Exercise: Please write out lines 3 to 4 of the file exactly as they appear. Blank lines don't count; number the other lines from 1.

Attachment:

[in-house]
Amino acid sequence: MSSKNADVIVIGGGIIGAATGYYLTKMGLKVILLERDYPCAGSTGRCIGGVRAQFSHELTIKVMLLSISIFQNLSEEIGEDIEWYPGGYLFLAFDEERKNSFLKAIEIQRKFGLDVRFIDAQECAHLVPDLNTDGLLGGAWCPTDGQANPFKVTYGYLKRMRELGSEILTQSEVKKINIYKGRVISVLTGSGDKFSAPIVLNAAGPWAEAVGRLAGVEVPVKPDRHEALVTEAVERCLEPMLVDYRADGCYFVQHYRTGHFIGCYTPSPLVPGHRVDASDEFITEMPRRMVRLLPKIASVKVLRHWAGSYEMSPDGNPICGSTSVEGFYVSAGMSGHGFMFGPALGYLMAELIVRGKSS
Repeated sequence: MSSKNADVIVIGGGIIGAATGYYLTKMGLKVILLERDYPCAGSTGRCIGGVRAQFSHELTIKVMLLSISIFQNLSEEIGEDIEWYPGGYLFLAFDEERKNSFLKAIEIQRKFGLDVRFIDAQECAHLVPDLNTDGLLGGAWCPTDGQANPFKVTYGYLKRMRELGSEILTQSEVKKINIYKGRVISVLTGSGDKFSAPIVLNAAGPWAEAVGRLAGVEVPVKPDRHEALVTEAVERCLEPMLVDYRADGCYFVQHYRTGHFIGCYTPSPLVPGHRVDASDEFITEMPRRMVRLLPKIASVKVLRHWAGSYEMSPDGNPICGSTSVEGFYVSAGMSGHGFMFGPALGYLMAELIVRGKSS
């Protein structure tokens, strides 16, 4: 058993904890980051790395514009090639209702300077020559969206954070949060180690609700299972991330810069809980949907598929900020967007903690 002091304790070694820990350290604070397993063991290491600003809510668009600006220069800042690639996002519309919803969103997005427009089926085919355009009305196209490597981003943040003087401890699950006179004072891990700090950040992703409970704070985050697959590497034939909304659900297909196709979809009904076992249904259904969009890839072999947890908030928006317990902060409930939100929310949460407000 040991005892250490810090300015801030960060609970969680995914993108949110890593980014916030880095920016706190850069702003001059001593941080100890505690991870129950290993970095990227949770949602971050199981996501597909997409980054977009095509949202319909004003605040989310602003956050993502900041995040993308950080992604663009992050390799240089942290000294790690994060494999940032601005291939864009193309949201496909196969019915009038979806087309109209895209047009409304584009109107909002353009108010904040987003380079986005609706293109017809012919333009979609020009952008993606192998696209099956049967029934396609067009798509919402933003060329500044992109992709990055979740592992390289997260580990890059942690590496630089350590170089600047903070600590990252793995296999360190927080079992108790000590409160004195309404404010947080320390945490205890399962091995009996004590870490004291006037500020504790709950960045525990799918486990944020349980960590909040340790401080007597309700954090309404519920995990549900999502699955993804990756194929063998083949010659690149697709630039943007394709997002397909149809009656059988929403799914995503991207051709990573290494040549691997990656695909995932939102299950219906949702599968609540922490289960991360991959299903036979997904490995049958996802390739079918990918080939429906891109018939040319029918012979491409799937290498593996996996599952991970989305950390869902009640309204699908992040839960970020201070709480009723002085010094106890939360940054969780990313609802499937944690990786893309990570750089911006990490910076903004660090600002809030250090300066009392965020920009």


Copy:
Repeated sequence: MSSKNADVIVIGGGIIGAATGYYLTKMGLKVILLERDYPCAGSTGRCIGGVRAQFSHELTIKVMLLSISIFQNLSEEIGEDIEWYPGGYLFLAFDEERKNSFLKAIEIQRKFGLDVRFIDAQECAHLVPDLNTDGLLGGAWCPTDGQANPFKVTYGYLKRMRELGSEILTQSEVKKINIYKGRVISVLTGSGDKFSAPIVLNAAGPWAEAVGRLAGVEVPVKPDRHEALVTEAVERCLEPMLVDYRADGCYFVQHYRTGHFIGCYTPSPLVPGHRVDASDEFITEMPRRMVRLLPKIASVKVLRHWAGSYEMSPDGNPICGSTSVEGFYVSAGMSGHGFMFGPALGYLMAELIVRGKSS
């Protein structure tokens, strides 16, 4: 058993904890980051790395514009090639209702300077020559969206954070949060180690609700299972991330810069809980949907598929900020967007903690 002091304790070694820990350290604070397993063991290491600003809510668009600006220069800042690639996002519309919803969103997005427009089926085919355009009305196209490597981003943040003087401890699950006179004072891990700090950040992703409970704070985050697959590497034939909304659900297909196709979809009904076992249904259904969009890839072999947890908030928006317990902060409930939100929310949460407000 040991005892250490810090300015801030960060609970969680995914993108949110890593980014916030880095920016706190850069702003001059001593941080100890505690991870129950290993970095990227949770949602971050199981996501597909997409980054977009095509949202319909004003605040989310602003956050993502900041995040993308950080992604663009992050390799240089942290000294790690994060494999940032601005291939864009193309949201496909196969019915009038979806087309109209895209047009409304584009109107909002353009108010904040987003380079986005609706293109017809012919333009979609020009952008993606192998696209099956049967029934396609067009798509919402933003060329500044992109992709990055979740592992390289997260580990890059942690590496630089350590170089600047903070600590990252793995296999360190927080079992108790000590409160004195309404404010947080320390945490205890399962091995009996004590870490004291006037500020504790709950960045525990799918486990944020349980960590909040340790401080007597309700954090309404519920995990549900999502699955993804990756194929063998083949010659690149697709630039943007394709997002397909149809009656059988929403799914995503991207051709990573290494040549691997990656695909995932939102299950219906949702599968609540922490289960991360991959299903036979997904490995049958996802390739079918990918080939429906891109018939040319029918012979491409799937290498593996996996599952991970989305950390869902009640309204699908992040839960970020201070709480009723002085010094106890939360940054969780990313609802499937944690990786893309990570750089911006990490910076903004660090600002809030250090300066009392965020920009």